there must be a way in which the holocaust, as a word, unassumingly covers all the real - palpable - pain and reduces the choking-to-death, burning-to-death, and hacking-to-death, all to an Event. given the opening to it, through the court scenes in the text, the readers - including Berg, the second generation German - are invited to 'look' and be a (meta-)part of the trial: the 'view' to the time's ruptures - to the "past that brands us and with which we must live". stranded morally in between condemning the self and condemning the past, the novel is a crevice that puts the reader/voyeur behind it. necessitated by the past into attending the trial (necessitated by erotic drives towards the event); all too curious, but simultaneously totally aware of the culmination ( as how a voyeur doesn't really see 'different' events/things every time, but still see them as different), trying to repress the condemnation of the self and immerse in the degradation of the accused (like how the pleasure of looking is suddenly more real than the guilt of the agent of the look) the justice mechanism, as described in the book, turns holocaust into an 'event' circumscribed by the word, not withstanding the descriptions of the church in fire. it invites the non-German reader into watching. the obvious metaphor of Hanna Schmidtz's illiteracy for the un-speak/writ-ability of the horror of holocaust, augments the conversion of real feelings to the vicarious see-and-feel equation. she speaks with her body, in total. she, being the guard who has not written the order which the court considers, dissociates herself from the written code, while ironically becomes the crucible of a written message. she claims to know what "idiocy" is, and her shower-read-have sex routine with the 'kid' is pictured as a leap to transcend it. life and its truth and idiocy is coded in Hanna's body. it is in watching it, freezing it, adoring it, and constantly (without much reason to) apologising to it, that the mind of 'the reader' shapes itself. the figure of the guilty voyeur is implicit. the "recesses" of (Hanna's) body holds not only the world(of Berg) but also a tempting invitation to watch the world as it is held. it dilutes the guilt of being inside any other world (the post Third Reich Germany or the post WW II world, say). to feel a share of guilt for the ruthlessness perpetrated by the human world is subterfuged by the reader's merging with the voyeur. breeding voyeurs of history in schools, colleges, in libraries, in intellectual discussions, in judiciary and in the media, perhaps, this is how we have been successfully disowning our share in what went past.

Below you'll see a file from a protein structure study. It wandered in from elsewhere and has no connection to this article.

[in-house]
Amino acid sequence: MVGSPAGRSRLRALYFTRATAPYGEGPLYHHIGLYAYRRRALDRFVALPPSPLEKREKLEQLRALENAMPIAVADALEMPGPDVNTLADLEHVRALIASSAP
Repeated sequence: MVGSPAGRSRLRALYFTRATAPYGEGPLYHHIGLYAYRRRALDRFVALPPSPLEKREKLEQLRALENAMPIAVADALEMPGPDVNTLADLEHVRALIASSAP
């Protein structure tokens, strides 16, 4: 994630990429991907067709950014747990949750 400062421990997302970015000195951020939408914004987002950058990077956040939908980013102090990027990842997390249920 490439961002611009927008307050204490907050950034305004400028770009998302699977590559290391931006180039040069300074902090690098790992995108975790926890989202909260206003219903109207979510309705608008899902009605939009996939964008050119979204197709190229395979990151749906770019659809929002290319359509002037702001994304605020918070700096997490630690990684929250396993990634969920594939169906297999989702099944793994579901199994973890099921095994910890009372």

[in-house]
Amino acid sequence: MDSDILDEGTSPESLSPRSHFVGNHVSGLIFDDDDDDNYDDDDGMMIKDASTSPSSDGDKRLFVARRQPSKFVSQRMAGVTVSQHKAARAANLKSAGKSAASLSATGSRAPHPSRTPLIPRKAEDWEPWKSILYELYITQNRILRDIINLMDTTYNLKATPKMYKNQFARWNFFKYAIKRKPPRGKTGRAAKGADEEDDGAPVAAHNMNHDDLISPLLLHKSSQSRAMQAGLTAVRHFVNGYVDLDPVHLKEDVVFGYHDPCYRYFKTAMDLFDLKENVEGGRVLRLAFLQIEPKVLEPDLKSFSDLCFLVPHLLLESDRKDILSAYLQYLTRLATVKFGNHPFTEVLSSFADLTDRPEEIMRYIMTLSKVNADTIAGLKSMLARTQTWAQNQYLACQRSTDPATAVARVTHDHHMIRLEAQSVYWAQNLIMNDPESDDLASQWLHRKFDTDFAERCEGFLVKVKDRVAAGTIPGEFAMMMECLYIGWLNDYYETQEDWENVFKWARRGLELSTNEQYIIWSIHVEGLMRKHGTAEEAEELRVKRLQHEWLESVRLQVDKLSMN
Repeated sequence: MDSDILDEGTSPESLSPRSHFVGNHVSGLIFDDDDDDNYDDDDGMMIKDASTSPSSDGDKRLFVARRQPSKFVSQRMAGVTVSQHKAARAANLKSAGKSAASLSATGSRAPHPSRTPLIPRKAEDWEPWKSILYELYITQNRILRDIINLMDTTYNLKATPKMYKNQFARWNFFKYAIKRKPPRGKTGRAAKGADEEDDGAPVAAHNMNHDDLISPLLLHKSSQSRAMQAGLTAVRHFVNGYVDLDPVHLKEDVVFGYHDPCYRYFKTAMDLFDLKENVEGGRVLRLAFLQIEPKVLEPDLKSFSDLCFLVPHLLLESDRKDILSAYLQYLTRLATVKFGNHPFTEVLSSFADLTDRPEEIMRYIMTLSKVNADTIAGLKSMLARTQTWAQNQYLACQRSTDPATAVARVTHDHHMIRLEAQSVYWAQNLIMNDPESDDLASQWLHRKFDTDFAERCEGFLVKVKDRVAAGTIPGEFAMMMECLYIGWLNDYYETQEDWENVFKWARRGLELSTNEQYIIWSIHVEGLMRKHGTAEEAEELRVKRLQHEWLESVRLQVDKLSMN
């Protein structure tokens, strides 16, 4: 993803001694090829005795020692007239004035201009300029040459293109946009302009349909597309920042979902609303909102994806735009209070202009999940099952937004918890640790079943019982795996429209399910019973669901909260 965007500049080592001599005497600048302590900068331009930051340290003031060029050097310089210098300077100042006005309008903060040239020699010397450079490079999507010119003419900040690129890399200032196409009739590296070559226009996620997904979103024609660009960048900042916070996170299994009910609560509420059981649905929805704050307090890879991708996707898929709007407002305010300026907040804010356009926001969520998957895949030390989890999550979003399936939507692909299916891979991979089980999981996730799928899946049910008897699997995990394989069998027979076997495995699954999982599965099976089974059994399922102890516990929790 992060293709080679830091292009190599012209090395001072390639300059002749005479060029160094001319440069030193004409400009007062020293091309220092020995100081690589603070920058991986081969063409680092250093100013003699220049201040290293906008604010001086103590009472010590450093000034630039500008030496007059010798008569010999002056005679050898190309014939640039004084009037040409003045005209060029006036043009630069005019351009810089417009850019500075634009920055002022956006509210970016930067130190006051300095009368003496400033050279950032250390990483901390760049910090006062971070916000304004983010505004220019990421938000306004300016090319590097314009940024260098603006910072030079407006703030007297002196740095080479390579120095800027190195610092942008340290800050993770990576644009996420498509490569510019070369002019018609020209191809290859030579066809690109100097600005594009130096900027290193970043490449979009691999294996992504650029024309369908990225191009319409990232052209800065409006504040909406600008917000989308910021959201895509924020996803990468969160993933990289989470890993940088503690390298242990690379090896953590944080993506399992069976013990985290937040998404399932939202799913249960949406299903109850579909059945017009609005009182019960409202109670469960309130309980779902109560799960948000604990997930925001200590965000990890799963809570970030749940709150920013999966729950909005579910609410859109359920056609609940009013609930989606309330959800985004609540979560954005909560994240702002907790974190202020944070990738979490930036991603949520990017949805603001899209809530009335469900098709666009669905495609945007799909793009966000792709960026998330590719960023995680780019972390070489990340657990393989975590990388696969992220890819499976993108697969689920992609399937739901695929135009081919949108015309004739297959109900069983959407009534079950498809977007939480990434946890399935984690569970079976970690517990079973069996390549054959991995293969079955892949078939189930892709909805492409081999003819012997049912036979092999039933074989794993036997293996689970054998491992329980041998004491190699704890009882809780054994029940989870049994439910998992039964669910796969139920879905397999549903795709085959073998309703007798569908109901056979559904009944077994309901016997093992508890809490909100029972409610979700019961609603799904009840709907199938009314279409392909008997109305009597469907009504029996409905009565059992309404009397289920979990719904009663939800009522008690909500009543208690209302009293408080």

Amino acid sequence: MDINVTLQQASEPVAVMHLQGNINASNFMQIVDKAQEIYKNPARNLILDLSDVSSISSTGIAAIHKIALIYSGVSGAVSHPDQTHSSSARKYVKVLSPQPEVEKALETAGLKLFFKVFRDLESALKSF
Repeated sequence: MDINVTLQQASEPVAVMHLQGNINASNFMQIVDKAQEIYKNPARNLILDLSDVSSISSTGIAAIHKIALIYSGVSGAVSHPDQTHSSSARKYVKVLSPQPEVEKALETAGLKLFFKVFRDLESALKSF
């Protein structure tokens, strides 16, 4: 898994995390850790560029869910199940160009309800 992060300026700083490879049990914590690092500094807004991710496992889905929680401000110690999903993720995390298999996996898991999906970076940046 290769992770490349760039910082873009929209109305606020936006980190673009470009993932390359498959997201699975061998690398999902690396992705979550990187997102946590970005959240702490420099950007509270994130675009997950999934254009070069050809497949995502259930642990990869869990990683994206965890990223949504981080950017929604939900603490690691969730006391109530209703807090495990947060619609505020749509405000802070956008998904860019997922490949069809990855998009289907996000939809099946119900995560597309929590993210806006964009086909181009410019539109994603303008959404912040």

Friday, February 8, 2008
- It bothered me to wear the author’s mask that was hanging on this wall. A mask always needs to have a face inside, to become a mask. So in a way, without this botheration on my part, the mask would not ever function. I pushed my face in the mould and felt the welcoming vacuum: I shall belong to it.
- After fixing the mask, I held my breath. A trembling noise crawled on my face.I sensed vaguely that the mask was making a hole in my consciousness – a hole that ate up along with chunks of memories, unexpected fringes of conversations and unfocused contours of sights.
- I was warned in a dream later, of storms forming at the horizon.